Spring Creek …  f/5.6     1/4,000s    300mm     800 ISO

Choose one subject, anything will do — your own house, or the house opposite, or the next house — and in place of a tripod, drive a stake into the ground, nail a board on top of this, and make a screw hole in the board for the screw of your camera . . . Photograph your subject at every hour of the day, on fine days, and at intervals on dull days, photograph it after it has been rained on for weeks, and after it has been sun-dried for months.

~Frank Meadow Sutcliffe (cited: The Aperture History of Photography Series)

Nikon D750  f/5.6   1/100   62 mm

Sutcliffe rarely left Whitby [a port and resort community on the Yorkshire coast], where his portrait studio kept him busy, and said that he was ‘tethered for the greater part of each year by a chain, at most only a mile or two long.’  To most modern photographers this would seem a crippling restriction, but Sutcliffe gradually realized that it was an asset to him as a photographer since it forced him to concentrate on the transitory effects that could transform familiar scenes. …photographers should always aim for something more than ‘mere postcard records of facts.’ ‘By waiting and watching for accidental effects of fog, sunshine or cloud,’ he advised, ‘it is generally possible to get an original rendering of any place.  If we only get what any one can get at any time, our labour is wasted; a mere record of facts should never satisfy us.’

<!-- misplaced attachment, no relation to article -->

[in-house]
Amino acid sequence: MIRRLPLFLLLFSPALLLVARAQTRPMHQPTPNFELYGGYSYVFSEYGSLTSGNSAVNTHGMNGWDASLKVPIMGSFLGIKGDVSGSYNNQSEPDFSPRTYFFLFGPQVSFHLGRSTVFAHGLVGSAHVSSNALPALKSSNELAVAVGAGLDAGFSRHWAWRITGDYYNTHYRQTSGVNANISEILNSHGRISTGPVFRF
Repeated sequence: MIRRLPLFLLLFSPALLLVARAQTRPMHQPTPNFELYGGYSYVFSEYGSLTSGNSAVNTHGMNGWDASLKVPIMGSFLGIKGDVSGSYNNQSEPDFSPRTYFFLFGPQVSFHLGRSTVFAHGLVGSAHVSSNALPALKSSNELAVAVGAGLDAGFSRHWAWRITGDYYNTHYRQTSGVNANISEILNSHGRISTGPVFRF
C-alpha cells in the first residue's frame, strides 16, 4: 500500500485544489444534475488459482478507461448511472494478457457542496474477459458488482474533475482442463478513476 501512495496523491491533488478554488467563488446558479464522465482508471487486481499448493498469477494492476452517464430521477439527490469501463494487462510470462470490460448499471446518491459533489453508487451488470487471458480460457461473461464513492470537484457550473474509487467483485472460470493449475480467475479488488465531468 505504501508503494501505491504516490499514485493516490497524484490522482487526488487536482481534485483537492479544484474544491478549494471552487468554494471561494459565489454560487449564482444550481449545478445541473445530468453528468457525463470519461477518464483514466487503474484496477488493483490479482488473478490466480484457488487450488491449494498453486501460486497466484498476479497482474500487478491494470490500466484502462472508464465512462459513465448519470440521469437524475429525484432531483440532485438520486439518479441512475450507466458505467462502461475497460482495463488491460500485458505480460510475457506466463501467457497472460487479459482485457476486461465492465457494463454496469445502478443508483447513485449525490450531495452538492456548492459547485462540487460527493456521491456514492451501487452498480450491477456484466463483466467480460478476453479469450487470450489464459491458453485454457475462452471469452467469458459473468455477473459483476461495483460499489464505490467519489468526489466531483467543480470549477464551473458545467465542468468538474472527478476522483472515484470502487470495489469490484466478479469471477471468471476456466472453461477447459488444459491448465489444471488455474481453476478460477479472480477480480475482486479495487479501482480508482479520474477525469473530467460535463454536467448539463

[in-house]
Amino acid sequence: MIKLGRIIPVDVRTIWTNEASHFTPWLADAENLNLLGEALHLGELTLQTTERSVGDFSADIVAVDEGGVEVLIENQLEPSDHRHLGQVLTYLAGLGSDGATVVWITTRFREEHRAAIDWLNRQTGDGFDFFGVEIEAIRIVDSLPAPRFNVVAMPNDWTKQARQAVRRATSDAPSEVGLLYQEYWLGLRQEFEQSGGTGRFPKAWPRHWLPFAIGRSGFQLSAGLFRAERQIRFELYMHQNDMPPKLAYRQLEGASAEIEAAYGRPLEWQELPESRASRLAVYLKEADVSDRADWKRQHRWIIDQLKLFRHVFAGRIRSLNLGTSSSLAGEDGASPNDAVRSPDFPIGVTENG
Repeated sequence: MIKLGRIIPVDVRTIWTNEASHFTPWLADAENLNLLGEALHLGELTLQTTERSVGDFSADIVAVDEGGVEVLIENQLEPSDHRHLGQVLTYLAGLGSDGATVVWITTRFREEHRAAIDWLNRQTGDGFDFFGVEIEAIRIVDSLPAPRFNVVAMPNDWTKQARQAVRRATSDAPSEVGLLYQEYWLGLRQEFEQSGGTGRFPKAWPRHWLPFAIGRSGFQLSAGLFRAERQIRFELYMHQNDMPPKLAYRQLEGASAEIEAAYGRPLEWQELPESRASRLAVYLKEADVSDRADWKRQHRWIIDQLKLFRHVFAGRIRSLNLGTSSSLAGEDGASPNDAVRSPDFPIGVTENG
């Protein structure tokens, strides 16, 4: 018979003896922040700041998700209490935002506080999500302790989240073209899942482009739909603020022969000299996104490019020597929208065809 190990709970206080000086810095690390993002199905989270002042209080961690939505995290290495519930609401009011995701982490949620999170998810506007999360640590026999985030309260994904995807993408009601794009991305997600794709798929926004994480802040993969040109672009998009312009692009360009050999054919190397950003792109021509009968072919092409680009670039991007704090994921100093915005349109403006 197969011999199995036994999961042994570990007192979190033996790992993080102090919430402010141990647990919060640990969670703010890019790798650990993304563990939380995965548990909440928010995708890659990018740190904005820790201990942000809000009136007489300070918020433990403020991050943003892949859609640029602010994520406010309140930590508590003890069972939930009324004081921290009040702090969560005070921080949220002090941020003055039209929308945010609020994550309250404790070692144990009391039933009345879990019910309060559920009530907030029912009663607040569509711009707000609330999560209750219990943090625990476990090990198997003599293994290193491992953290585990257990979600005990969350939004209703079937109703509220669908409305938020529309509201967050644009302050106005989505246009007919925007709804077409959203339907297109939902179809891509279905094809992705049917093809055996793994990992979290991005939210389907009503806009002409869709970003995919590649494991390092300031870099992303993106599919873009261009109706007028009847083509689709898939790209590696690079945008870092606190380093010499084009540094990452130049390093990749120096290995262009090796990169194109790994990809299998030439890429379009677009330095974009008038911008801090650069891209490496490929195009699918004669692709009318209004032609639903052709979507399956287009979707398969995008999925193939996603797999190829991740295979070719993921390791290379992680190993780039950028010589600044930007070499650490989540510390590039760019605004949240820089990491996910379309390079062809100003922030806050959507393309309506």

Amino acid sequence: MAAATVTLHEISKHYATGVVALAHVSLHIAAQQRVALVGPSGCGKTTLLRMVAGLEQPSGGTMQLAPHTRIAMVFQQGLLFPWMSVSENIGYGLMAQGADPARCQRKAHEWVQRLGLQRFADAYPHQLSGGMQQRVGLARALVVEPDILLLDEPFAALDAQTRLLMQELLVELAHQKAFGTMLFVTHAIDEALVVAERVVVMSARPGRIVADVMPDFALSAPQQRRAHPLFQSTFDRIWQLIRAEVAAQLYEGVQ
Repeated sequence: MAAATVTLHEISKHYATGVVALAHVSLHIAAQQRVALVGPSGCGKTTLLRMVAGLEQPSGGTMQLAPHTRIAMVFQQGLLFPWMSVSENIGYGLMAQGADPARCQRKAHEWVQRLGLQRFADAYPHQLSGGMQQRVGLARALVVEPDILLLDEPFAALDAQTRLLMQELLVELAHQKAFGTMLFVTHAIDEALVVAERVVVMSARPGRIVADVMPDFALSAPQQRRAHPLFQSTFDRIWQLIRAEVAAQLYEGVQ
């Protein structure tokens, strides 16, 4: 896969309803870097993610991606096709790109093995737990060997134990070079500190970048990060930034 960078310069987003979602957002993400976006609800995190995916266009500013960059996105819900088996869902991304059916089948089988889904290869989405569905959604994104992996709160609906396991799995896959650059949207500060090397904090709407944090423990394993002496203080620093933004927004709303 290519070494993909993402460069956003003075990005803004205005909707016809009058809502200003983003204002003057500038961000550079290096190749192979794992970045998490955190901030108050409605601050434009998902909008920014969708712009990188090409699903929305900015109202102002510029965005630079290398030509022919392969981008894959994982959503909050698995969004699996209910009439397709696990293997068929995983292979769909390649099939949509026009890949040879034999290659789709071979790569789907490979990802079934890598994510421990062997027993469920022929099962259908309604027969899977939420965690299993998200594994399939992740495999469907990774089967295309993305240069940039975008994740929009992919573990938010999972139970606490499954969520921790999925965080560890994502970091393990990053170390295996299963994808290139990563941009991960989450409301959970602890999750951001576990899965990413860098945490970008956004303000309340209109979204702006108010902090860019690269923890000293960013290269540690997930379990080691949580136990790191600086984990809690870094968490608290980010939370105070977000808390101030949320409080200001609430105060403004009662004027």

cited: Frank Meadow Sutcliffe, The History of Photography Series, p 8


Nikon D750  f/7.1   1/400s  28mm   

Sometimes Providence interferes and saves the beginner from all trouble with his stops. It did so with me. I had a dog which took a great interest in my first camera from the very beginning. There is, perhaps, something about morocco leather which reminds a dog of the Elysian fields. It was a lens-cap, morocco bound outside, velvet inside, which Charlie devoured first. A cork out of a pyro bottle fortunately fitted the lens-hood exactly. Then, after eating the cap, while my head was under the focusing cloth, Charlie devoured the leather case, with all the stops in it. This was an insurmountable difficulty. I know I wrote to the maker of the lens to ask what a new set would cost, but as the amount was more than I possessed, I determined to do without. That is why I was saved from under-exposure, with I should surely have been led into with a multitude of stops.

~Frank Meadow Sutcliffe (cited: Frank Meadow Sutcliffe, The History of Photography Series, p.6)